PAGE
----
Chapter 12 The Impact of Glacial Geomorphology on Critical Zone Processes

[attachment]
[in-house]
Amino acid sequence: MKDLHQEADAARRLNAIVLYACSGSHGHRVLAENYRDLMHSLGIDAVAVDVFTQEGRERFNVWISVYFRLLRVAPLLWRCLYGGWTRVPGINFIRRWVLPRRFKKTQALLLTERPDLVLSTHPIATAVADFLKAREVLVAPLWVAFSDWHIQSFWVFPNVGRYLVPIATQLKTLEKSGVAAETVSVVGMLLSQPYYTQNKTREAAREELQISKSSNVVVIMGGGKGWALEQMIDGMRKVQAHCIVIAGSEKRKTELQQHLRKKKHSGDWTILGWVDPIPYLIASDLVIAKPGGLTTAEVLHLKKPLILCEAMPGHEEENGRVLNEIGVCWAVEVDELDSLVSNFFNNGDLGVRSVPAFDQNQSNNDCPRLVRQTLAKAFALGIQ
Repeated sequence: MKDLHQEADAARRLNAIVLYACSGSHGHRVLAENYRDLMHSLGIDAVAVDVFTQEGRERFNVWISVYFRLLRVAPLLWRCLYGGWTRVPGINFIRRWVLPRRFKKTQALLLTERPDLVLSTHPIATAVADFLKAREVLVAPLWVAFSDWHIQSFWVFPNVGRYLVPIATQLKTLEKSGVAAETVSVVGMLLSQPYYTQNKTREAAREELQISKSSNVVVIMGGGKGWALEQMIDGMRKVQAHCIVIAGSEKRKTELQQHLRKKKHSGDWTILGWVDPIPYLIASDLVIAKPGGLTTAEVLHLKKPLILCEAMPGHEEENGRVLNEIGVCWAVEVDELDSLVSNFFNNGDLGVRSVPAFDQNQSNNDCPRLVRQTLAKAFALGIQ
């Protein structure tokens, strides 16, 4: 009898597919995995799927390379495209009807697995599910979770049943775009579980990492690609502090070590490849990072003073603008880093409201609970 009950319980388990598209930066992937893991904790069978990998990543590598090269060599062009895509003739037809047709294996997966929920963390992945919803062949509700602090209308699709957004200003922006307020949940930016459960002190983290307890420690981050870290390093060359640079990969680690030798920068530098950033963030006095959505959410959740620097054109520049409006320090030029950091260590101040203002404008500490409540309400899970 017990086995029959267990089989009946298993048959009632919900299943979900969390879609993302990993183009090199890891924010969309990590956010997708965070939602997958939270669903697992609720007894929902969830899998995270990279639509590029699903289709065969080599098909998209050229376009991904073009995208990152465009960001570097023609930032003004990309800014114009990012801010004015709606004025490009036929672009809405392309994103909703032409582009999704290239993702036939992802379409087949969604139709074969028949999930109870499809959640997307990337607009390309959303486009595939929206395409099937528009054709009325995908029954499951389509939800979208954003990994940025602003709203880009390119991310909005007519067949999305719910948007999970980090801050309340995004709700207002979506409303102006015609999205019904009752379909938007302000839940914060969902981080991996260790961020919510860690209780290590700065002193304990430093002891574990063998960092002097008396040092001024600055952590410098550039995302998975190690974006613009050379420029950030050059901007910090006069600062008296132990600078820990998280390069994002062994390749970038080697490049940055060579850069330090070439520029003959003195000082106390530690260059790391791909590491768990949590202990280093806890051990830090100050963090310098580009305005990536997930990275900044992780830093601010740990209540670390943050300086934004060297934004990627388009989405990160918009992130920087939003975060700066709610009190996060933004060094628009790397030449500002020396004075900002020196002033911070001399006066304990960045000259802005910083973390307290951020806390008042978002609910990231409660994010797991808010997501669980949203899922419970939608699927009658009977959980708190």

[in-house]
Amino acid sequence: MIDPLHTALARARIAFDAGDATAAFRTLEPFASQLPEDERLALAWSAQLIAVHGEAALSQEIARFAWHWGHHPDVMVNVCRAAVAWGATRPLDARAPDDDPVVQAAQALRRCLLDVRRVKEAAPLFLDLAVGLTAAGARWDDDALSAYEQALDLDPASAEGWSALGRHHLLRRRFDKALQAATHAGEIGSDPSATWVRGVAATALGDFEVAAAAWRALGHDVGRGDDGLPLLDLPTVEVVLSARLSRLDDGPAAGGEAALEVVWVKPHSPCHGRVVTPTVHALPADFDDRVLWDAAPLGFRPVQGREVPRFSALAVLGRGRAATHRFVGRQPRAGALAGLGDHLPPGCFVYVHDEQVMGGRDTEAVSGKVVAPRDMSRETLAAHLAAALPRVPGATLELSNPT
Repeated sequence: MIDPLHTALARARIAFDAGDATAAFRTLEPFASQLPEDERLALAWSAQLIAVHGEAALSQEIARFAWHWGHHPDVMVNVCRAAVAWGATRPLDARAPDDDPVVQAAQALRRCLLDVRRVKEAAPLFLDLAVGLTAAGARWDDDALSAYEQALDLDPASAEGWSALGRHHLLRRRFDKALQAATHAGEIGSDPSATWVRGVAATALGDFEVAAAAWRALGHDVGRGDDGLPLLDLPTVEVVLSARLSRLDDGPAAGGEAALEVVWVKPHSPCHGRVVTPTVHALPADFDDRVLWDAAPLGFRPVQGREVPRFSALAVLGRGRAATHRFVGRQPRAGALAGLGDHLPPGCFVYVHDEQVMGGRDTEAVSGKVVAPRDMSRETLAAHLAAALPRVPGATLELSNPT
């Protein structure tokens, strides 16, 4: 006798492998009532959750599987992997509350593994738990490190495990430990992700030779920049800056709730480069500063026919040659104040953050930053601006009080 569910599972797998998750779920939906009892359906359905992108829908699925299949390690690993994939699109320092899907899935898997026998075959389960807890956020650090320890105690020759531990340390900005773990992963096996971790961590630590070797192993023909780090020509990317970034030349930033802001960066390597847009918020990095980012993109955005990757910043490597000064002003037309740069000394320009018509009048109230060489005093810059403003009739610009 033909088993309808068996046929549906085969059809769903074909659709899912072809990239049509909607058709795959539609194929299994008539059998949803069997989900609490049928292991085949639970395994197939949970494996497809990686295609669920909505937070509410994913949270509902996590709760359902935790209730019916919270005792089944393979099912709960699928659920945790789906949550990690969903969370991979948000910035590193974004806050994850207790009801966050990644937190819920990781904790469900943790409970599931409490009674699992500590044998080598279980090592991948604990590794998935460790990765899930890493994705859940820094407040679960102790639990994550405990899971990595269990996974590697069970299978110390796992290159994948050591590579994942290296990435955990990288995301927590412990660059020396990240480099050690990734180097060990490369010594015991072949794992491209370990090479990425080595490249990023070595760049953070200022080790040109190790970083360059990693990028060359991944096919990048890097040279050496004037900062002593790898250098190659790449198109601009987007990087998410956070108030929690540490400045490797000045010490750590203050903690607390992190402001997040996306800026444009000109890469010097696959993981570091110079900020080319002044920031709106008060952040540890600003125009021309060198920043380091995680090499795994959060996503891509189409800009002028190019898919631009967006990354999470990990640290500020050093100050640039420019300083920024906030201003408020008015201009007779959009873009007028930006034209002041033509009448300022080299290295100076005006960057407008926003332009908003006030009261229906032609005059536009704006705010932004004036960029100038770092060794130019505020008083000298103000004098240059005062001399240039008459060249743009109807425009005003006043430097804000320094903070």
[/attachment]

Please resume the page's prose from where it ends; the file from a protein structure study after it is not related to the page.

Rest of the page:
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At the present time, most of the glaciers on Earth are located in Antarctica, ~98% of which is covered by ice with an average thickness of 1.6km. In the Arctic, Greenland has the principal ice sheet with an area of 1,755,637km2 and a thickness up to 3,200m. Individual valley glaciers, such as Vatnajkull, which is the largest glacier (~1000-m thick) in Iceland, are significant factors in the local environments.With such a large spatial extent and major role as a sink for fresh water, especially in light of the current focus on global change, the cryospheric subsystem plays a very important role as a part of the Critical Zone of Earth. This area does not quite fit the original definition of the Critical Zone as the vertical zone extends from the top of the vegetation canopy to the bottom of the aquifer. For glacier regions in alpine locations, the top of the canopy has to be understood as the top of trees or bushes, sages, shrubs or grasses growing on various glacial deposits. In Polar Regions the top of the canopy is assumed to include the lower portion of the stratosphere.The relationship of glacial erosional processes and landforms to former ice sheets determines the continuity of subglacial deformed layers, associated landforms and sediments. Glacial erosion generates landscape evolution and relief production and moreover, can be used to assess paleoenvironmental factors. People living within the regions impacted by glaciers, in the present or past, must adapt and adjust how they use the surface to live successfully in glaciated regions. The term Critical Zone is very appropriate for how humans respond to surficial changes wrought by glaciers. 2015 Elsevier B.V.